Niche Destruction: The (civic) republican niche (Part 2)

[Part 1 of this post appears here.]

Detail, Lorenzetti Allegory of Good and Bad Government

A desolate, uncultivated countryside; a burning village; ruined houses; marauding soldiers—these are the first things visitors to the council chambers in 14th century Siena would have seen of Continue reading

Nature’s Arts: Of People and Bogs

Baronstown West Man, found in County Kildare

Baronstown West Man, found in County Kildare

This past June, I gave a talk at the Art in the Anthropocene conference at Trinity College Dublin and used the always-happy occasion of being in Ireland to visit a few places there that I had not previously visited. Among them were Continue reading

Earth Plasticity and Plasticity of Perception

One of my earliest memories as a freshman at UCLA took place in the front row of a cavernous, wood-paneled lecture hall equipped with a black-topped resin demonstration table. The class was Introductory Geology, and the professor a bearded, pony-tailed free spirit giddy with the anticipation of Continue reading

Material of Our Time

I actually prefer plastic as a material because it is a material for our times. It represents the now. Ironically it is also ‘archival’, meaning in terms of its longevity it lasts over 100 years. This means that for art, it is a great material.

Claudia Hart (artist/sculptor), “Resolution, Reification,
and Resistance,”  3d Additivist Cookbook.

Not so long ago I had a conversation with a respected curator and gallery director about my research on Continue reading

Petro Pete, Plastic Mascot for Plausible Denial

Petro Pete's Big Bad Dream

In 2016, the Oklahoma Energy Resources Board (OERB) published the fourth volume of its “Petro Pete” series of illustrated children’s books. To promote Petro Pete’s Big Bad Dream, K-2 classes throughout the state were invited Continue reading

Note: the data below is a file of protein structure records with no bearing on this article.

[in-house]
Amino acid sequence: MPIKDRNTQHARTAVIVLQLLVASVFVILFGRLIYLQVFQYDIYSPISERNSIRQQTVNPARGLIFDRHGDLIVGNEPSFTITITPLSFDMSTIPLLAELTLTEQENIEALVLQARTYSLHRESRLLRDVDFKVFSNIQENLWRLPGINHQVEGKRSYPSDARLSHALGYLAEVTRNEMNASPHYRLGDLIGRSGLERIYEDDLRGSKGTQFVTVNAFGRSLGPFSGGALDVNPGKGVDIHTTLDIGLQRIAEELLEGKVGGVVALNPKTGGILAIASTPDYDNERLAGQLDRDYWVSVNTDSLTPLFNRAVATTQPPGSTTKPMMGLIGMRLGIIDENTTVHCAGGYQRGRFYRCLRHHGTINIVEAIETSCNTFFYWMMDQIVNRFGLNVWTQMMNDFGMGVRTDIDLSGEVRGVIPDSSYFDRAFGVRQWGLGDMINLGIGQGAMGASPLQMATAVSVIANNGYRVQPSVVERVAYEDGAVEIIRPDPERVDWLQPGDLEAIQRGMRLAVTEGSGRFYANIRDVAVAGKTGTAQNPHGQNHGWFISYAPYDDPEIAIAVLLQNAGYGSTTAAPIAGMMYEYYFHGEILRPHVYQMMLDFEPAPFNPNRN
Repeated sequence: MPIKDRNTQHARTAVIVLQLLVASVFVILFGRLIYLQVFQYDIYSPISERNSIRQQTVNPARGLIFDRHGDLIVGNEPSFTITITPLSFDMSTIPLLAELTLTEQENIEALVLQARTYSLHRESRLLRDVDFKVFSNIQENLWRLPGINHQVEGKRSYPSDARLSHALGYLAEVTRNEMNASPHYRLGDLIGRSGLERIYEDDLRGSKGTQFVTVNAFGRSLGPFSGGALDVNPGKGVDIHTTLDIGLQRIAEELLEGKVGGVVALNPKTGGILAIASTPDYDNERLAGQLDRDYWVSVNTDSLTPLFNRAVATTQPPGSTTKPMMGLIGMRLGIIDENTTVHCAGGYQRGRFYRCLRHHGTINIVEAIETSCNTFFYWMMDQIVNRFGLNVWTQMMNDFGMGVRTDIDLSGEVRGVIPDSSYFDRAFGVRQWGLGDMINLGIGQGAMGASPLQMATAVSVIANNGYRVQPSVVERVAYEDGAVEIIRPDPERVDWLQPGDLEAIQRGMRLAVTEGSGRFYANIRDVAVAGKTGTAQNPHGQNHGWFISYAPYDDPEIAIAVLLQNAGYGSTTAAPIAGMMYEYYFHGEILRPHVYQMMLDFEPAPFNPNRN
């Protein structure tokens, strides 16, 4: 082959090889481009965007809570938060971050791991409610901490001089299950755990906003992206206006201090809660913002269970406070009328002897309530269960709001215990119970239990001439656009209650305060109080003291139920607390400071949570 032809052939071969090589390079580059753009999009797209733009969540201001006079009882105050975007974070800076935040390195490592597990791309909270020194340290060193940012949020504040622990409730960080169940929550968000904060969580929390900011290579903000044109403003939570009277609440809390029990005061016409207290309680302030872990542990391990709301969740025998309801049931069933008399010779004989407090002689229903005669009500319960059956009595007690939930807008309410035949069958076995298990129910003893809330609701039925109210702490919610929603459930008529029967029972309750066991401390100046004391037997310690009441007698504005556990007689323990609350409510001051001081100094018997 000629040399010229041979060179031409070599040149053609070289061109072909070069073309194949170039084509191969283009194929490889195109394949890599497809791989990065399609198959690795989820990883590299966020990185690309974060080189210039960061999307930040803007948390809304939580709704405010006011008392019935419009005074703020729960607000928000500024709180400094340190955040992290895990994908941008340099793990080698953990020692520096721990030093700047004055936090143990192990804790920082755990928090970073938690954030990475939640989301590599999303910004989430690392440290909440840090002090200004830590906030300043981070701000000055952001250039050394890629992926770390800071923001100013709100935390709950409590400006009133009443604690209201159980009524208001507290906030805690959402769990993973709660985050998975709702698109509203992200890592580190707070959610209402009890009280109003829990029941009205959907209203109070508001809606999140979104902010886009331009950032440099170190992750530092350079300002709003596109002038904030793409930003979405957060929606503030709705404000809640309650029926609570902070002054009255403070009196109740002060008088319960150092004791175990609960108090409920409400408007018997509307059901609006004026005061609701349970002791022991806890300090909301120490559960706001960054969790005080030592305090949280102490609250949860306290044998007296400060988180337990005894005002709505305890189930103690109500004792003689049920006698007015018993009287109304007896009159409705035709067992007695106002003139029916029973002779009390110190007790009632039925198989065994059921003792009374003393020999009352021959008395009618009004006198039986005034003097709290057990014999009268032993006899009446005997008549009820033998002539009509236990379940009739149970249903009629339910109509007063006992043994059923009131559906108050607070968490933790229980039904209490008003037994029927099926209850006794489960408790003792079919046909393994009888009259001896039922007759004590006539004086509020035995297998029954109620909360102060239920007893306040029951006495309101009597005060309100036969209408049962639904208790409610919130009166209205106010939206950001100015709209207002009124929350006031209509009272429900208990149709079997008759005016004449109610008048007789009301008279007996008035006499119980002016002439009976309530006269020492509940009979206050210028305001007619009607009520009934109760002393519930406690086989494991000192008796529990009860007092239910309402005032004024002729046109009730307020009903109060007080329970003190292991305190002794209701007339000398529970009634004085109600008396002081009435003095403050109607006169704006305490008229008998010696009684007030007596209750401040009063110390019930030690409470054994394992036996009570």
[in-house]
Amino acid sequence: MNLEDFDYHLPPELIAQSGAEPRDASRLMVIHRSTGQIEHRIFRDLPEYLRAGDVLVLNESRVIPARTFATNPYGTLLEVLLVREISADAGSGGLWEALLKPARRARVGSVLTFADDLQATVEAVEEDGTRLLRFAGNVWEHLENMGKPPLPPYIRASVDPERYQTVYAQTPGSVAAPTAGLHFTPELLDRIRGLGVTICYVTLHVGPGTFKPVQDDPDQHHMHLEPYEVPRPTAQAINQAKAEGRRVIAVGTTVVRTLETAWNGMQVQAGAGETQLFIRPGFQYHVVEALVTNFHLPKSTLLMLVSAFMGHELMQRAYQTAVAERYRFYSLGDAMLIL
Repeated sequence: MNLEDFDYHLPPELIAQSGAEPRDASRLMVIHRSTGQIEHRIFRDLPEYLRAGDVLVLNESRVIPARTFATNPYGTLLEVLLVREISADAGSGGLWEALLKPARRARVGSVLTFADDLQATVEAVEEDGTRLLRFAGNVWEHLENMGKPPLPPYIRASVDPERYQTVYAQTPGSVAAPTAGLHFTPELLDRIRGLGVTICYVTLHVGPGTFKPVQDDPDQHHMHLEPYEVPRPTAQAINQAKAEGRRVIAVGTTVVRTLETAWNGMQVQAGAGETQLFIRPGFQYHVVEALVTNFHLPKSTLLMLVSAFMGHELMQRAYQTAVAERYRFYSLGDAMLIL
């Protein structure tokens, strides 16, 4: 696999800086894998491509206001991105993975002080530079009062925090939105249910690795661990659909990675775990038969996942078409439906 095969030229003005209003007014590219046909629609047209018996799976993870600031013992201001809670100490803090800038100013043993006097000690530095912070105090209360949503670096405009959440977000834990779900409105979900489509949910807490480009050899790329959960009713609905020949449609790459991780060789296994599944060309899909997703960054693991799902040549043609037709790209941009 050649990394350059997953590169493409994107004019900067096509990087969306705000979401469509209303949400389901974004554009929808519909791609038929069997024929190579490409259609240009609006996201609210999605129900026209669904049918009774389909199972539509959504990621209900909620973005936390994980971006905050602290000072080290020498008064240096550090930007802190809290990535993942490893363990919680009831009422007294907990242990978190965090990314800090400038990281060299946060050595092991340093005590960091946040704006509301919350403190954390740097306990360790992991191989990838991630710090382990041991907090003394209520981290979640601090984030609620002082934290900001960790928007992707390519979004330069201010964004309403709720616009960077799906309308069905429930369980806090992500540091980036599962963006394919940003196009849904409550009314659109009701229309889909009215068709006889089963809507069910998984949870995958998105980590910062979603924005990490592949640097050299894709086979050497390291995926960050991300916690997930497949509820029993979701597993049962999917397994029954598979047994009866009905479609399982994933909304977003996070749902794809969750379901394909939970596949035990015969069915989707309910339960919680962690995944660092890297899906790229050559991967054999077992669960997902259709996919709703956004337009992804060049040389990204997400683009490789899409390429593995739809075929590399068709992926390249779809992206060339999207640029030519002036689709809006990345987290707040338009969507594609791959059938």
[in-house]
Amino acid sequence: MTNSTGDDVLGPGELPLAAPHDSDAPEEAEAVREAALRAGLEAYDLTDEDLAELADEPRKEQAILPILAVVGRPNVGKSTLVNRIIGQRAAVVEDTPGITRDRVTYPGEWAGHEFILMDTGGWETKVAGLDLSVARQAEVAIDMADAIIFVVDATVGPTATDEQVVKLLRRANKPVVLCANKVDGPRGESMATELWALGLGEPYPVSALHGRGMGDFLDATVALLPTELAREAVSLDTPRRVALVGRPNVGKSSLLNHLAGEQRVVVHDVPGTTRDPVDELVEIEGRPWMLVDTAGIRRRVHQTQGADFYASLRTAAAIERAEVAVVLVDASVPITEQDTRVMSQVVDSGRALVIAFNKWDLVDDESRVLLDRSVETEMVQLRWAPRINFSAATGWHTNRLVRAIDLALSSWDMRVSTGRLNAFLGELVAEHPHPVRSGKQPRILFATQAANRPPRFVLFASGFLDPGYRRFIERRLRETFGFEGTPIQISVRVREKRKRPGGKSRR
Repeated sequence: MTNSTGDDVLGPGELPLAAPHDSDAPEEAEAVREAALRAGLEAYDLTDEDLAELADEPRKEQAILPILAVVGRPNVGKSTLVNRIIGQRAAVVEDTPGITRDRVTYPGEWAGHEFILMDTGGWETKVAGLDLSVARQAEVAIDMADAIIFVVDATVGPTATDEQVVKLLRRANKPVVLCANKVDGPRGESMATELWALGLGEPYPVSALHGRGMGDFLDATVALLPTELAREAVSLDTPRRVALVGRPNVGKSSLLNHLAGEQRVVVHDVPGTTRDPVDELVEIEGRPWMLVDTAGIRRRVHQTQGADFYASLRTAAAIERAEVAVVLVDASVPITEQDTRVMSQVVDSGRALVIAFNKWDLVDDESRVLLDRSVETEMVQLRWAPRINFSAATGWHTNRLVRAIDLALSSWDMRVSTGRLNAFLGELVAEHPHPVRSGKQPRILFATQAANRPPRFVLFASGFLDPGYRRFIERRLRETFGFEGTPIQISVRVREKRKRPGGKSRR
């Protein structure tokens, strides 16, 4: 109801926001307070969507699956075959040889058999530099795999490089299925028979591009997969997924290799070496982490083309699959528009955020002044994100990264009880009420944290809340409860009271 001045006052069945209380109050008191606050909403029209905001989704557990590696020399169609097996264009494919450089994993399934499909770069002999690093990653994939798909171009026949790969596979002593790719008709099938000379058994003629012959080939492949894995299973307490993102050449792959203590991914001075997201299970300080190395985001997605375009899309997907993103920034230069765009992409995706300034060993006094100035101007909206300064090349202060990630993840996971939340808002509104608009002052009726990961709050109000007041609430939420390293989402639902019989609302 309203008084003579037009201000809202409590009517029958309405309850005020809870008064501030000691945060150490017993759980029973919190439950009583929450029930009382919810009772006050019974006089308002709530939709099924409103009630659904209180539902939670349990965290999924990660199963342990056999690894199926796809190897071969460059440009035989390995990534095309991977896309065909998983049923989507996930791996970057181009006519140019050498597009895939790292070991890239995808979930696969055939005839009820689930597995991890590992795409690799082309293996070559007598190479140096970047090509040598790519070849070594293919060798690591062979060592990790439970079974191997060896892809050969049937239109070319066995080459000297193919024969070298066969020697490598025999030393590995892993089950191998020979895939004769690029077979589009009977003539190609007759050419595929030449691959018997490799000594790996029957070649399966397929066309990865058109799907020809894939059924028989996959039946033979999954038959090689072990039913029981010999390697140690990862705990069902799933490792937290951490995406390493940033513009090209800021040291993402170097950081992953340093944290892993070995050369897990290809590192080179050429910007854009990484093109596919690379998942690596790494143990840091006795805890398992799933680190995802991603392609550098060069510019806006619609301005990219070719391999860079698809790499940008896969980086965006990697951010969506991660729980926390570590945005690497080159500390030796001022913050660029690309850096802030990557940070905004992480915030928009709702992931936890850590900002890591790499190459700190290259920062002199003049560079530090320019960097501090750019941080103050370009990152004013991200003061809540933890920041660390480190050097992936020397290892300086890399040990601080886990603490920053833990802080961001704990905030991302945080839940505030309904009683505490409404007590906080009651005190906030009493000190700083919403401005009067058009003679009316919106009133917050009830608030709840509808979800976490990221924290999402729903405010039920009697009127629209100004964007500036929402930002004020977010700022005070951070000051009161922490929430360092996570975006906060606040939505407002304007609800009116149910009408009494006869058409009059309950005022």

The Plastic Arts in the Anthropocene

Joseph Beuys, “7000 Oaks” adapted under CC A-SA 3.0 from Wikimedia Commons

This coming June, I will give a talk at the “Art in the Anthropocene” conference at Trinity College, Dublin about the sculptural theory of the German artist Joseph Beuys. I will discuss the theory’s implications for the politics and ethics of human action in the Anthropocene, implications imbricated with accusations that Beuys, a pilot in the Luftwaffe during World War II, harbored fascist tendencies in his working methods, which often involve the marshaling of large numbers of people in projects that Beuys grouped under the rubric “social sculpture.” Key for this talk, and for this post, will be a remark Beuys made in 1975 about plastic, so I wanted to use the occasion of this post to further some of my thinking about Beuys, particularly where it most intersects with our present focus on plastic.

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Plastics and Animal Communication in the Anthropocene

Satin Bowerbird at his bower JCB.jpg

Ubiquitous plastic in the environment is a hallmark of the Anthropocene (Waters et al. 2016). Wildlife routinely ingest, becoming entangled in, and are impaired by plastic pollution, creating a pressing global problem (e.g., Vegter et al. 2014). While undoubtedly an environmental crisis, these acute impacts are not my focus. I am interested in a more subtle phenomenon: Continue reading

Rethinking the Environment for the Anthropocene

In the spirit of shameless self-promotion I’m delighted to announce the release by Routledge of a new collection of essays, edited by Manuel Arias-Maldonado and myself, entitled Rethinking the Environment for the Anthropocene: Political Theory and Socionatural Relations in the New Geological Epoch. The book grew out of a workshop of environmental political theorists held in 2016. It brings together work by both established and emerging scholars–some of whom contributed initial versions of their ideas to this blog.

Click to download a flyer with the table of contents, and some endorsements. The flyer has a code you can use to purchase Rethinking the Environment Continue reading